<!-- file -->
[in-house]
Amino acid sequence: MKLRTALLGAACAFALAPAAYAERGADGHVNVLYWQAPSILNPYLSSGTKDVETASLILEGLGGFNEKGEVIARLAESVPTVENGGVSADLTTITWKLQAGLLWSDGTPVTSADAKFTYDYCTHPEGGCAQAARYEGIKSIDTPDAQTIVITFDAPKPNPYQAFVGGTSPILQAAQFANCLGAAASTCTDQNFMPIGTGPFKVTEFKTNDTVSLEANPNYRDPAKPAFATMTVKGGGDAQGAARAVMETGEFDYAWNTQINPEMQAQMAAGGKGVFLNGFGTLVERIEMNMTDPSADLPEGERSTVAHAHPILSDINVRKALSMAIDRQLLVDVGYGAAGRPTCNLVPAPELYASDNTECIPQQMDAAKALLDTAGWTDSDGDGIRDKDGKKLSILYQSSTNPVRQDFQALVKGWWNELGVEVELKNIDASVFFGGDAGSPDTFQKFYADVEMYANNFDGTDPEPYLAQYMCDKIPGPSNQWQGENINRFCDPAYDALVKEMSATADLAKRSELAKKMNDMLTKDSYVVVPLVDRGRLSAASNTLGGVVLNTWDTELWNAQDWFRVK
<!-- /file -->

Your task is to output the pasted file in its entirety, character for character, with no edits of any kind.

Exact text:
[in-house]
Amino acid sequence: MKLRTALLGAACAFALAPAAYAERGADGHVNVLYWQAPSILNPYLSSGTKDVETASLILEGLGGFNEKGEVIARLAESVPTVENGGVSADLTTITWKLQAGLLWSDGTPVTSADAKFTYDYCTHPEGGCAQAARYEGIKSIDTPDAQTIVITFDAPKPNPYQAFVGGTSPILQAAQFANCLGAAASTCTDQNFMPIGTGPFKVTEFKTNDTVSLEANPNYRDPAKPAFATMTVKGGGDAQGAARAVMETGEFDYAWNTQINPEMQAQMAAGGKGVFLNGFGTLVERIEMNMTDPSADLPEGERSTVAHAHPILSDINVRKALSMAIDRQLLVDVGYGAAGRPTCNLVPAPELYASDNTECIPQQMDAAKALLDTAGWTDSDGDGIRDKDGKKLSILYQSSTNPVRQDFQALVKGWWNELGVEVELKNIDASVFFGGDAGSPDTFQKFYADVEMYANNFDGTDPEPYLAQYMCDKIPGPSNQWQGENINRFCDPAYDALVKEMSATADLAKRSELAKKMNDMLTKDSYVVVPLVDRGRLSAASNTLGGVVLNTWDTELWNAQDWFRVK